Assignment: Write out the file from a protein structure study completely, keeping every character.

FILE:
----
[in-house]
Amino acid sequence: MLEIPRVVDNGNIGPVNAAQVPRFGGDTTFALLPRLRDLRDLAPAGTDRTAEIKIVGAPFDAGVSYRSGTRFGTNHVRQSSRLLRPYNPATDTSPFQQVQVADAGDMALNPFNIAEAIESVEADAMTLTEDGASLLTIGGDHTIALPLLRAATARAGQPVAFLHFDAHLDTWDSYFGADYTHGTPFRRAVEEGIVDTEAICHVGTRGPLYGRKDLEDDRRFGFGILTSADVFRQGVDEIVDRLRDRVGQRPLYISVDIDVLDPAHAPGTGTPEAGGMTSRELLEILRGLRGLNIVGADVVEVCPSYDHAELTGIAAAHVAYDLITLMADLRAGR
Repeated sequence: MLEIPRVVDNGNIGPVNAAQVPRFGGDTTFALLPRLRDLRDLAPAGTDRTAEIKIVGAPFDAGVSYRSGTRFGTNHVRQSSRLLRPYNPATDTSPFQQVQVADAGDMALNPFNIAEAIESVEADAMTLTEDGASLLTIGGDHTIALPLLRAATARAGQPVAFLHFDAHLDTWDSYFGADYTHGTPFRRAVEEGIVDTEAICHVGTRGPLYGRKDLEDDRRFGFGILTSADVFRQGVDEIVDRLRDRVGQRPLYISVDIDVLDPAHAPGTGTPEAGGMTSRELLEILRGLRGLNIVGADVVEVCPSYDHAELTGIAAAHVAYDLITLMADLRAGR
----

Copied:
[in-house]
Amino acid sequence: MLEIPRVVDNGNIGPVNAAQVPRFGGDTTFALLPRLRDLRDLAPAGTDRTAEIKIVGAPFDAGVSYRSGTRFGTNHVRQSSRLLRPYNPATDTSPFQQVQVADAGDMALNPFNIAEAIESVEADAMTLTEDGASLLTIGGDHTIALPLLRAATARAGQPVAFLHFDAHLDTWDSYFGADYTHGTPFRRAVEEGIVDTEAICHVGTRGPLYGRKDLEDDRRFGFGILTSADVFRQGVDEIVDRLRDRVGQRPLYISVDIDVLDPAHAPGTGTPEAGGMTSRELLEILRGLRGLNIVGADVVEVCPSYDHAELTGIAAAHVAYDLITLMADLRAGR
Repeated sequence: MLEIPRVVDNGNIGPVNAAQVPRFGGDTTFALLPRLRDLRDLAPAGTDRTAEIKIVGAPFDAGVSYRSGTRFGTNHVRQSSRLLRPYNPATDTSPFQQVQVADAGDMALNPFNIAEAIESVEADAMTLTEDGASLLTIGGDHTIALPLLRAATARAGQPVAFLHFDAHLDTWDSYFGADYTHGTPFRRAVEEGIVDTEAICHVGTRGPLYGRKDLEDDRRFGFGILTSADVFRQGVDEIVDRLRDRVGQRPLYISVDIDVLDPAHAPGTGTPEAGGMTSRELLEILRGLRGLNIVGADVVEVCPSYDHAELTGIAAAHVAYDLITLMADLRAGR